Wild Things soft toys

Wild Things soft toys

Monday, 10 March 2014

A week of firsts...

This week the Year 6/7 students at my school took part in an inaugural Leadership day of activities where they were challenged to identify the leader within, and work collaboratively to identify the character traits that identify a leader. There were games where the aim could only be achieved successfully when working together as a team.

The aim was to beat the clock, include all players and begin again if a mistake occurred. There was lots of laughter and fun, along with frustration for the most competitive of the kids. However, natural leaders emerged, making suggestions to refine approaches to ensure improvement and success.

The feedback from the kids has been positive, they enjoyed taking part and some thoughtful feedback indicates that some deeper thinking has been provoked. As the leaders in our student community in terms of age, we are intent on building this view of themselves so that they can demonstrate our school values and positively contribute to our school community, which will hopefully impact on their citizenship in their futures. Across the school we are focussed on building the sense of belonging all students have with our school. In each classroom teachers spend time focussing on social skills. Our Counsellor has an extensive collection of fiction and skills programs for loan. 
Julia Cook is an American author who has written a series of books based around social skills. You can find some of her titles, along with others, at my Pinterest account on the Book titles I need to remember board.

 I am showcasing two books by Kathryn Otoshi. The first, One, deals with bullying, being a bystander, taking a stand for your own beliefs and inclusion. This is an example of subject matter and book design colliding exquisitely in a clever, witty, thoughtful story where soft water-colour blobs float in white space before turning into numbers as they realize their true value.  When I read the book in the first weeks of the new school year, and then re-visit this story around mid-year it has that magic quality that resonates with kids' hearts,  allowing empathetic discussion amongst the kids. It is sought after and I have particularly noticed by borrowing patterns that it fills a real need for 9 -10 year-olds. They come back again and again for it
The sequel to One is Zero.  
We meet the numbers again as they are watched with some envy by Zero, who has low self-esteem and feels empty inside. She tries to twist herself inside out to be more like them, finally realizing that just by being and valuing herself, she can magnify the worth of all the other numbers as they work together as a team. (This title could also be used as a basis for discussion on body image.)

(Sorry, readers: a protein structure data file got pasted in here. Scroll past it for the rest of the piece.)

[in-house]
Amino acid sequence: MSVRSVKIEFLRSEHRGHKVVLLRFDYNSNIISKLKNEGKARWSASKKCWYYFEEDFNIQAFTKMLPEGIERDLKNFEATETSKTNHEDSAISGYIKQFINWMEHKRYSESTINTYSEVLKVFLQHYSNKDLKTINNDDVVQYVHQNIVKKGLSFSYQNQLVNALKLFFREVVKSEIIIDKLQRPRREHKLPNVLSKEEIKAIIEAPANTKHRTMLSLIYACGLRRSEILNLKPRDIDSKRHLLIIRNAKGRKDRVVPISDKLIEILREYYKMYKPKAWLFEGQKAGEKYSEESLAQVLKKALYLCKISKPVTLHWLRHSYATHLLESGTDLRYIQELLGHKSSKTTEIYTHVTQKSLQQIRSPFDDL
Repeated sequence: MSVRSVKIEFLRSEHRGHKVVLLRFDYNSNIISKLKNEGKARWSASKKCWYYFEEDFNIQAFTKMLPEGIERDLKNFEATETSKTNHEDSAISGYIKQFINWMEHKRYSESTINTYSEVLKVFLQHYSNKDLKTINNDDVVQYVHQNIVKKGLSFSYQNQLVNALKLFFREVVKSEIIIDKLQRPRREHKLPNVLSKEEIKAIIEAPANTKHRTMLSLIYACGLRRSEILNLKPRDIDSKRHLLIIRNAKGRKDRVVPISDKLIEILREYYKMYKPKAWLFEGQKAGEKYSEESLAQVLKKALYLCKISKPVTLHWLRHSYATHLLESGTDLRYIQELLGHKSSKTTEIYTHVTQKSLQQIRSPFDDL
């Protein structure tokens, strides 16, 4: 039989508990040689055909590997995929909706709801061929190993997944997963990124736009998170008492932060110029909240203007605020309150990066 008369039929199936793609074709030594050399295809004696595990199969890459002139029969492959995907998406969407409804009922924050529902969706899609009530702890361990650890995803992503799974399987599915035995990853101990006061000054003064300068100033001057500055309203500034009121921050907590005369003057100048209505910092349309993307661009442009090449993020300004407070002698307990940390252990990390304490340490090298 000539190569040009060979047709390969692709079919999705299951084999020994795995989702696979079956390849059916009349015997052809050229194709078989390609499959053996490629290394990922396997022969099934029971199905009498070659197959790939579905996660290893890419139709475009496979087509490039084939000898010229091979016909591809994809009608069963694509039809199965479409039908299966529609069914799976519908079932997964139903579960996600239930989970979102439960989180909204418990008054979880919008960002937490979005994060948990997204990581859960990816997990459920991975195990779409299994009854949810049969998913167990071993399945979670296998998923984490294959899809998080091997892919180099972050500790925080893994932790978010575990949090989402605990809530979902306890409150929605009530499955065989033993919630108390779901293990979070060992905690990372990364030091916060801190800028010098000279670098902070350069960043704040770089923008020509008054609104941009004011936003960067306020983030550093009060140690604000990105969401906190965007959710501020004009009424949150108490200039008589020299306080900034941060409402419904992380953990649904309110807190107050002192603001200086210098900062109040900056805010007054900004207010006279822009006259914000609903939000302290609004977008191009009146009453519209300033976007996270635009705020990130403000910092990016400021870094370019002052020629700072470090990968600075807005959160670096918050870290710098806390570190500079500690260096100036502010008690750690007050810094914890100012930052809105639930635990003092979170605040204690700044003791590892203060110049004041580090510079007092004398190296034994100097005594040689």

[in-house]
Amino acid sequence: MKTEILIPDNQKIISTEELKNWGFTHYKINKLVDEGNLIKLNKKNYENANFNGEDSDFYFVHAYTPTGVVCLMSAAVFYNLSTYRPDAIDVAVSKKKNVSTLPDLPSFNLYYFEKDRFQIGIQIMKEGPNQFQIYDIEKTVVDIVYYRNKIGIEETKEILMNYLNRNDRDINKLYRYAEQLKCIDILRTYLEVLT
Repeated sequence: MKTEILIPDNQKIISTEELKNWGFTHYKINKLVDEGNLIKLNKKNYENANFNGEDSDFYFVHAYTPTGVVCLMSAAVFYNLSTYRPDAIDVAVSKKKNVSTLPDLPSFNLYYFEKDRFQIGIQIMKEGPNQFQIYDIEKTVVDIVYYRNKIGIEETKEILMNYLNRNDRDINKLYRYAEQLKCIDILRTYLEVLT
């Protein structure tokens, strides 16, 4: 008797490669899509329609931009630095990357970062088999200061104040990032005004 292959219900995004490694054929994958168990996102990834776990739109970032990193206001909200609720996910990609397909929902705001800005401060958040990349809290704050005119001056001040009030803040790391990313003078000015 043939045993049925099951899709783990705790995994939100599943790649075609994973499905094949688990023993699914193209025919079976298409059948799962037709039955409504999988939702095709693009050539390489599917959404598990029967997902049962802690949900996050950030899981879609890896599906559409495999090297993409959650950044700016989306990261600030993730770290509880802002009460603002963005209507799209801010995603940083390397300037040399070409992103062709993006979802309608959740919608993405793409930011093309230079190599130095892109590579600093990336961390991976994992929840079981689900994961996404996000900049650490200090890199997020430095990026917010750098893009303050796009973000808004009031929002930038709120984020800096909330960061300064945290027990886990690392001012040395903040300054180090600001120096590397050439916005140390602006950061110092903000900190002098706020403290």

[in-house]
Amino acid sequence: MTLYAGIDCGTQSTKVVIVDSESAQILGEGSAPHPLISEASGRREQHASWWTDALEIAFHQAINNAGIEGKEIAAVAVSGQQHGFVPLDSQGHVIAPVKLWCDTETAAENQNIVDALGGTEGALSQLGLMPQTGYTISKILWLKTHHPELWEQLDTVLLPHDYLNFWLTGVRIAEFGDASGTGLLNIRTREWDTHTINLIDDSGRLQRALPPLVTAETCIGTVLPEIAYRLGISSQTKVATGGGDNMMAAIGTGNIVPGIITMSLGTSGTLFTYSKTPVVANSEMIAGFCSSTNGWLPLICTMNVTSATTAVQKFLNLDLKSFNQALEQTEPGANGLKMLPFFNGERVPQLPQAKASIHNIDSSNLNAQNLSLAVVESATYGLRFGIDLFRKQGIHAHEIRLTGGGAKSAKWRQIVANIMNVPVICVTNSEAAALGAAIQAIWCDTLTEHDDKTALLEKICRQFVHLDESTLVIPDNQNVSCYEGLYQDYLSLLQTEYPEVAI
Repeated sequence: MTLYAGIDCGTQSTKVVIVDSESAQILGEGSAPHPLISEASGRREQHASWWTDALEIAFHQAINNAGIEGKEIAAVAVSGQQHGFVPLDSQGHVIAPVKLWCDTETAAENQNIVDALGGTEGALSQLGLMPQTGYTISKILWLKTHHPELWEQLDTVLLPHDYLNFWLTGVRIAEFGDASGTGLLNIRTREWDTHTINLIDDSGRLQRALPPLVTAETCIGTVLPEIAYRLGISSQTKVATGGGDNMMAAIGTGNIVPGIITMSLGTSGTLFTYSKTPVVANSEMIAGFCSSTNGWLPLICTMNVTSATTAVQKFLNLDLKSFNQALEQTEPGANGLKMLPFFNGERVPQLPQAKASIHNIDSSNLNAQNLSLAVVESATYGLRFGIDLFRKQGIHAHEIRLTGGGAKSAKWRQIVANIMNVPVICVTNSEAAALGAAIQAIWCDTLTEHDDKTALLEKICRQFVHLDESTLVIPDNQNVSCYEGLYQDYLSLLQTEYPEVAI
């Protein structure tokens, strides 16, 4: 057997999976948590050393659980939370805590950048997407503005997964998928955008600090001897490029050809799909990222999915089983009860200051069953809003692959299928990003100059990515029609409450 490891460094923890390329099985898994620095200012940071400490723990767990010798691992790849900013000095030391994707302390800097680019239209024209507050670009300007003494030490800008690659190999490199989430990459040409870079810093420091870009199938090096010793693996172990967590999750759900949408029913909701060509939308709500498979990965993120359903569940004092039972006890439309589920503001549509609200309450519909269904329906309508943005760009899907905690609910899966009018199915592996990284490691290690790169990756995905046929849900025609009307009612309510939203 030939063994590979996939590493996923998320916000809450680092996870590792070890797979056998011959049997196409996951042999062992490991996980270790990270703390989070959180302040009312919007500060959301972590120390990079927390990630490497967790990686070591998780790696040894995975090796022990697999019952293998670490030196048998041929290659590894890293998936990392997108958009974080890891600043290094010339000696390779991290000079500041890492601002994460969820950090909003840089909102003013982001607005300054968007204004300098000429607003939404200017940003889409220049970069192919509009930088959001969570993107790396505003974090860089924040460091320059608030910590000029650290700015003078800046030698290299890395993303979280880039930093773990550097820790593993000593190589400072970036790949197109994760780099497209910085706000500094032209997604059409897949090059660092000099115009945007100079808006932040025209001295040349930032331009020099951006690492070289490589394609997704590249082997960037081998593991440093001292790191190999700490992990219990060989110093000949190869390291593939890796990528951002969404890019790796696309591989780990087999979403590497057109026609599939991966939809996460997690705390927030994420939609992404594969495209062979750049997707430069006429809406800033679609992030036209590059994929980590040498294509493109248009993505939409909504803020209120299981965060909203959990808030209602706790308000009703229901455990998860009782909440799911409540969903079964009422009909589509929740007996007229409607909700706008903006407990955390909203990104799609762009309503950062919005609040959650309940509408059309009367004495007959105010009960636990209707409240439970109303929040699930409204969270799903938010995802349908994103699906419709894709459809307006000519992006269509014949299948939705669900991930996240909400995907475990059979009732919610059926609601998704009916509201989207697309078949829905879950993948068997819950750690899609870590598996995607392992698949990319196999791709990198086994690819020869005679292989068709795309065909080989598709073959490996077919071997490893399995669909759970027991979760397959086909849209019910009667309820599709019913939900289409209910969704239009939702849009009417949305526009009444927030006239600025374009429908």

Otoshi has received a string of awards for One. You can find other titles by the author at her website 
At this site you can hear Otoshi talking about her book and reading it:
Every child should have an opportunity to be exposed to Picture Books of this calibre. They are my go to gift books for young children.
Deceptively simple, these two titles are simply beautiful.

That was my second first for this week - showcasing books on my new blog.There's one more!

We are so excited in our Library because we have snails - enough for every child to have one to observe as part of a series of Science lessons. We have a bit of a theme happening around Living things, leading up to hatching chickens in the last two weeks of Term 1.

But there's more. This week we also received two caterpillars from the Nature Education Centre which are going to become delicate Monarch butterflies. 
They have pupated already, so we have two perfect green chrysalids decorated by the most amazing goldminiature-sized dots, suspended from milkweed branches.One little boy stood watching them, entranced for his whole lunch (half) hour.

Wikimedia commons
A call for swan plant in our newsletter was answered by one of our ever helpful parents who had the shrub growing in her garden. I now have pods which are filled with seeds, so will try growing some in my garden for future use. You may notice that we have two different types of milkweeds in our photos, both being siutable. The thicker leaf variety came with the original caterpillars, but I managed to find some growing in the wild about 10 kilometres from school and inside a nearby quarry. I was able to get some from there, and these yielded more caterpillars. 
Monarchs only lay their eggs on Milkweed plants.   If they don't have these to feed on the larvae will be deformed. I had quite a conversation with a particularly helpful, and obviously knowledgeable, person from the Botanic Gardens to help me identify the particular species name. He was described to me by the woman who answered my call as the "weed" expert, - that brought a smile to my lips.

Kids just resonate with animals, and there has been such excitement as they have examined the snails with magnifying glasses as we wear our Scientist hat in lessons.

Please click on image to enlarge.

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